The BMW E30 is a car that’s still considered one of the major achievements of the Bavarian automaker, even now well over 20 years since it left production. There were coupes, sedans, station wagons, and convertibles offered on the E30 platform – and their handling, balance, and drivability still see them often used as a comparison for each new BMW model released.

The most desirable E30 will always be the hardtop coupe with the M3 badge, that said, the 325i was always snapping at its heels. The exceedingly rare Alpina-modified E30s are treated like unicorns within the BMW community, they started out as stock 323i or 325i factory fresh models, before having their engines, transmissions, brakes, suspension, and cosmetics revised by the talented engineers at Alpina – a German performance tuning company that focuses exclusively on BMWs.

Alpina offered 4 major versions of the E30 over the course of the model’s production run, and each had a number of sub-versions with varying engine capacities, power outputs, and performance options. Starting with the C1, there was also a C2, a B3, and a B6.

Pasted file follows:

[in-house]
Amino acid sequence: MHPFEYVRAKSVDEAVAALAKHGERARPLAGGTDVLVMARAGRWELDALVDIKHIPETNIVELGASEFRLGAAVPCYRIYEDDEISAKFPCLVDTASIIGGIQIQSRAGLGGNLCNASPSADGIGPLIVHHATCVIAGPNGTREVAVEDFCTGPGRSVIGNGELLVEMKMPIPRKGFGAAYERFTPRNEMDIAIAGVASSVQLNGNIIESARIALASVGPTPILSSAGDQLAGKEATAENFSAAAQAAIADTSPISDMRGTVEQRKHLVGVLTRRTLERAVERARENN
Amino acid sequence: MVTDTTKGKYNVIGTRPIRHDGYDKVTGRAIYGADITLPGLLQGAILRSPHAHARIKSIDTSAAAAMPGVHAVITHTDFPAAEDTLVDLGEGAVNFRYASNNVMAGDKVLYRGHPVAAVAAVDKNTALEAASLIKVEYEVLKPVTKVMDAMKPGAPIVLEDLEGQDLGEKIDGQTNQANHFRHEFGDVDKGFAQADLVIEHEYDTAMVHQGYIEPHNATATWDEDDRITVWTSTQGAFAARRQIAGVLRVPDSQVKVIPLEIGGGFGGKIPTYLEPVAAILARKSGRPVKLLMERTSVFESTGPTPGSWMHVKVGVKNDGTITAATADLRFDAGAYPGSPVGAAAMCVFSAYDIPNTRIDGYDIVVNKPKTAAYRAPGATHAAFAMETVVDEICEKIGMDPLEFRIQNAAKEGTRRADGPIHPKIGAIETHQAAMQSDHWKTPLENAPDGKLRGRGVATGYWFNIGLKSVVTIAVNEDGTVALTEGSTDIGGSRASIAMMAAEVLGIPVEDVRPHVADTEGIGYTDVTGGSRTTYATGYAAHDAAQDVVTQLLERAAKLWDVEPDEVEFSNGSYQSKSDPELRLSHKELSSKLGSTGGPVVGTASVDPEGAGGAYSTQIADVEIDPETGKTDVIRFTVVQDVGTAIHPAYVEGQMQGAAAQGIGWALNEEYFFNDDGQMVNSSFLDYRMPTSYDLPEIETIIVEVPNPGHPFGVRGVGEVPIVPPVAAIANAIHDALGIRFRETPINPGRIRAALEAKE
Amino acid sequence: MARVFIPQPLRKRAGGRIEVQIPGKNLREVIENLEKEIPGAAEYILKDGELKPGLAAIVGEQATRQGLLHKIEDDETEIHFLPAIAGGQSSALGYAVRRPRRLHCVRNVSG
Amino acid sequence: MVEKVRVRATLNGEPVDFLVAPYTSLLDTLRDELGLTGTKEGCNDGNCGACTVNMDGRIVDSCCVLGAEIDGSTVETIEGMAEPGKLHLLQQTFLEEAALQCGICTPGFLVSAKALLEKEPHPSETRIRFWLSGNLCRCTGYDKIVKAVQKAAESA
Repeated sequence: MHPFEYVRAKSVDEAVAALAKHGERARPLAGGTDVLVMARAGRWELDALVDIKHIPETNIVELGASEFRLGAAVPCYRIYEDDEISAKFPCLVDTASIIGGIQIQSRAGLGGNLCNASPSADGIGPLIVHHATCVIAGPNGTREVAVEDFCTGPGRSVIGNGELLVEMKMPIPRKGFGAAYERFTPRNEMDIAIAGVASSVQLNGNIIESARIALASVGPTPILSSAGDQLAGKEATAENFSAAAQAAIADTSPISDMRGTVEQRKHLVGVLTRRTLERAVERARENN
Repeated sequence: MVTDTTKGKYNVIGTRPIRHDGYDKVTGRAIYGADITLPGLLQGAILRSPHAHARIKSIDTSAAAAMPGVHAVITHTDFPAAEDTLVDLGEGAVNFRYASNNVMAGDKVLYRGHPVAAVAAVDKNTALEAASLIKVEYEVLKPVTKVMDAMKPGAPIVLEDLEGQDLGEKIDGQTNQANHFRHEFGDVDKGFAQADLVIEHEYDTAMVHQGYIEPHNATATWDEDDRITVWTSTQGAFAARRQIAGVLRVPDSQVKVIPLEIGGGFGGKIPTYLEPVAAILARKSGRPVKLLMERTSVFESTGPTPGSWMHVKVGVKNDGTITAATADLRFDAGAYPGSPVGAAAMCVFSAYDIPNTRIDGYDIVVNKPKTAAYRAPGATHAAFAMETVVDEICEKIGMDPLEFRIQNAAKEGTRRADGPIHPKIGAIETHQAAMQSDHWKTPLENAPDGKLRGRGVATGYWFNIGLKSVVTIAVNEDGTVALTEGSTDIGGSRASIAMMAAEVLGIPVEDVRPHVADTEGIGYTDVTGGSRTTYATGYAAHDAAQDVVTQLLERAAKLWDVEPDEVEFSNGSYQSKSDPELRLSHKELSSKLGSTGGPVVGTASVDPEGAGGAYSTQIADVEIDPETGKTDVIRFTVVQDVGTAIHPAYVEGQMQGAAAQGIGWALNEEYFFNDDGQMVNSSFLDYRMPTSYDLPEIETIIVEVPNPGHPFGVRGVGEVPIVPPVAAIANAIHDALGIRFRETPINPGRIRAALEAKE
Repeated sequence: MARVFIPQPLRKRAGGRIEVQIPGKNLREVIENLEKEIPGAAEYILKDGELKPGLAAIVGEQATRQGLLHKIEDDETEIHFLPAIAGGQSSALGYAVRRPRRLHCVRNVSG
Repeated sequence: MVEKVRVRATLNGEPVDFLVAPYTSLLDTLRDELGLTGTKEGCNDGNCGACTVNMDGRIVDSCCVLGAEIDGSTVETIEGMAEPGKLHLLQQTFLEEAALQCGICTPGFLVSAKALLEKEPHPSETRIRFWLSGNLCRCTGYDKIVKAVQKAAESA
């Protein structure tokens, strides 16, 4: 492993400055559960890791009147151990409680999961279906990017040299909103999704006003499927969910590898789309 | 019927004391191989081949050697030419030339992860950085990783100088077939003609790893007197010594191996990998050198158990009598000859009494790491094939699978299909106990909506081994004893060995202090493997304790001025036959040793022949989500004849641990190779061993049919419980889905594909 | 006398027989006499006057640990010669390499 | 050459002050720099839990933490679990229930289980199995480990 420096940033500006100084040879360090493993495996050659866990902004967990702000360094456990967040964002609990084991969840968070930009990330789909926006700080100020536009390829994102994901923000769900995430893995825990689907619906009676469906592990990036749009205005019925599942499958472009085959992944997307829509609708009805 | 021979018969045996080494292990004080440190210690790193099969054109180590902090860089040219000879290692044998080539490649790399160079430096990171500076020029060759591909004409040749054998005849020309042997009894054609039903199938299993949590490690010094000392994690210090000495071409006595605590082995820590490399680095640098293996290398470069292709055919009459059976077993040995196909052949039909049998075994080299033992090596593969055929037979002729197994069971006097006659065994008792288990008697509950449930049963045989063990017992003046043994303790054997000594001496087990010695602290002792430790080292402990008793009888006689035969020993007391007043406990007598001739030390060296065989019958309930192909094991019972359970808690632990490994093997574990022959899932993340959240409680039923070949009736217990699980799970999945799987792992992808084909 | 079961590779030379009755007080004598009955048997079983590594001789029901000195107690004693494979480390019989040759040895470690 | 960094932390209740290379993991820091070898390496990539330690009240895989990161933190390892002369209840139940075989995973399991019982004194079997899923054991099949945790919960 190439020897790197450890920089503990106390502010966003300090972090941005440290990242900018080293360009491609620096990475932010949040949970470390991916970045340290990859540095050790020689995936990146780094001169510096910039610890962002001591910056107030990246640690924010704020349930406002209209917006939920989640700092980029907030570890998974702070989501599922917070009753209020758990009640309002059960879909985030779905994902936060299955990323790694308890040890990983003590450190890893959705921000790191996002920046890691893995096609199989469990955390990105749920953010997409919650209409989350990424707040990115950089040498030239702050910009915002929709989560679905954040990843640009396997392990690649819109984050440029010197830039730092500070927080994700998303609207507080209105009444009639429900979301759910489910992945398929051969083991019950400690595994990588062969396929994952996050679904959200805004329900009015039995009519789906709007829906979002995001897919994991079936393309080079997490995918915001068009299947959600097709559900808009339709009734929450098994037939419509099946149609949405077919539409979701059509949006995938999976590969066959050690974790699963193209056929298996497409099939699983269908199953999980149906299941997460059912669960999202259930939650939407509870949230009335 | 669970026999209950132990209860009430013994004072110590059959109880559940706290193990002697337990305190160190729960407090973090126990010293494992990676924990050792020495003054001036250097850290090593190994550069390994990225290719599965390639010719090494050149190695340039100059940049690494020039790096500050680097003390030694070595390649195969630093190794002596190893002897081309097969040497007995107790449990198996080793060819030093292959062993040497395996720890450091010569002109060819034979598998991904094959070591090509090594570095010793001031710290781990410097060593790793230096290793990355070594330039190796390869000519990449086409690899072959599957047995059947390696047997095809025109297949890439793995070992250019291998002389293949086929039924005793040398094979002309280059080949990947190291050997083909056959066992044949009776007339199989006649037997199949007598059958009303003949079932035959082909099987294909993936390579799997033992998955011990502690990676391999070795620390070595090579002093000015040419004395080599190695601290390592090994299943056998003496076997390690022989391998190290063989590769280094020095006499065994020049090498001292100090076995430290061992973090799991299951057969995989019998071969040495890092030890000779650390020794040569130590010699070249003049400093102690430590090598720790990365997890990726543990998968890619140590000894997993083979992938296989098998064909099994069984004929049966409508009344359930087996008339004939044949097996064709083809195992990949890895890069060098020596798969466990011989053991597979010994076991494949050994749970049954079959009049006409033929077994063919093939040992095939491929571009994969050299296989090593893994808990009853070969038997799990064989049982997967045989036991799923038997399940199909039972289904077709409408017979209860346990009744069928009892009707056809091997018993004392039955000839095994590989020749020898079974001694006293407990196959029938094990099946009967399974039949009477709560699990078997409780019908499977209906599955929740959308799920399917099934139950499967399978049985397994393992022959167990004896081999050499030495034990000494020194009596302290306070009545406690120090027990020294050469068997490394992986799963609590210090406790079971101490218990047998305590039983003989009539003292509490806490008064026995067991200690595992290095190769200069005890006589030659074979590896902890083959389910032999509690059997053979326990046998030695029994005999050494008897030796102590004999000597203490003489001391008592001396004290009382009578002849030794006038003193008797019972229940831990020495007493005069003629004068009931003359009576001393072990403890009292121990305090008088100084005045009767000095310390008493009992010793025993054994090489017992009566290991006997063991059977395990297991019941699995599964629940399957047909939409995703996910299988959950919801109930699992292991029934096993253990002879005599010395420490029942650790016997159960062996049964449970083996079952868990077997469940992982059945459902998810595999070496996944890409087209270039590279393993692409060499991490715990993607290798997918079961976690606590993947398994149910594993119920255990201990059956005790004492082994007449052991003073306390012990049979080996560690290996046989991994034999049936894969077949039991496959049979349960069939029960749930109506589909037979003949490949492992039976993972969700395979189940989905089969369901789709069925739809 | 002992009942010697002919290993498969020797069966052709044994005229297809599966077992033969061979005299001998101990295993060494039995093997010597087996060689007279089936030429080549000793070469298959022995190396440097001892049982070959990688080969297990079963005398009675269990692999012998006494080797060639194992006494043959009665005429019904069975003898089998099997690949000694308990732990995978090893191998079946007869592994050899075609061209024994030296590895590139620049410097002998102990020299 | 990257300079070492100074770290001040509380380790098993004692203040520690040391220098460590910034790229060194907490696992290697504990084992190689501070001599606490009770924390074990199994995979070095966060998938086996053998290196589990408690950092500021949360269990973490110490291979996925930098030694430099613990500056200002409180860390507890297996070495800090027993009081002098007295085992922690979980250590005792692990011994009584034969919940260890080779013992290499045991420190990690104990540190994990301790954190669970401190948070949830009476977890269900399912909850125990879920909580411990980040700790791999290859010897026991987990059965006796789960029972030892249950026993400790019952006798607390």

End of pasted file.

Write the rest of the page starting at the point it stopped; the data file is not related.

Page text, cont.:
The Alpina B6 you see here is a bit of a historical anomaly.

It was built for the Japanese market, but due to emissions regulations they couldn’t fit it with the same B6 specification engine – so they built the engine to C2 specification, and everything else to B6 specification.

Just 67 B6s were built by Alpina in 1986, and this was the 40th off the production line. It’s fitted with a 2.7 litre SOHC inline-6 (increased from the stock 325i 2.5 litre unit), with bespoke flat-head Mahle pistons, a hotter camshaft with higher lift and more duration, harder valve springs were used, the ignition system was tweaked, ands the new compression ratio was 10.2:1.

This engine was capable of 210bhp, a hefty increase over the 168bhp produced by the stock 325i. Power is sent to the rear wheels via a close-ratio 5-speed transmission, and it rides on independent Macpherson strut front suspension, and independent rear suspension with semi-trailing arms.

The E30 M3 has seen a staggering increase in value over the past few years, so it’ll be interesting to see what this far rarer Alpina will fetch when it goes to auction with RM Sotheby’s on January 19th. Alpina E30s offer comparable performance to the road-spec E30 M3, so it might surpass the $50,000 to $70,000 USD estimate.

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Photo Credits: Robin Adams ©2016 Courtesy of RM Sotheby’s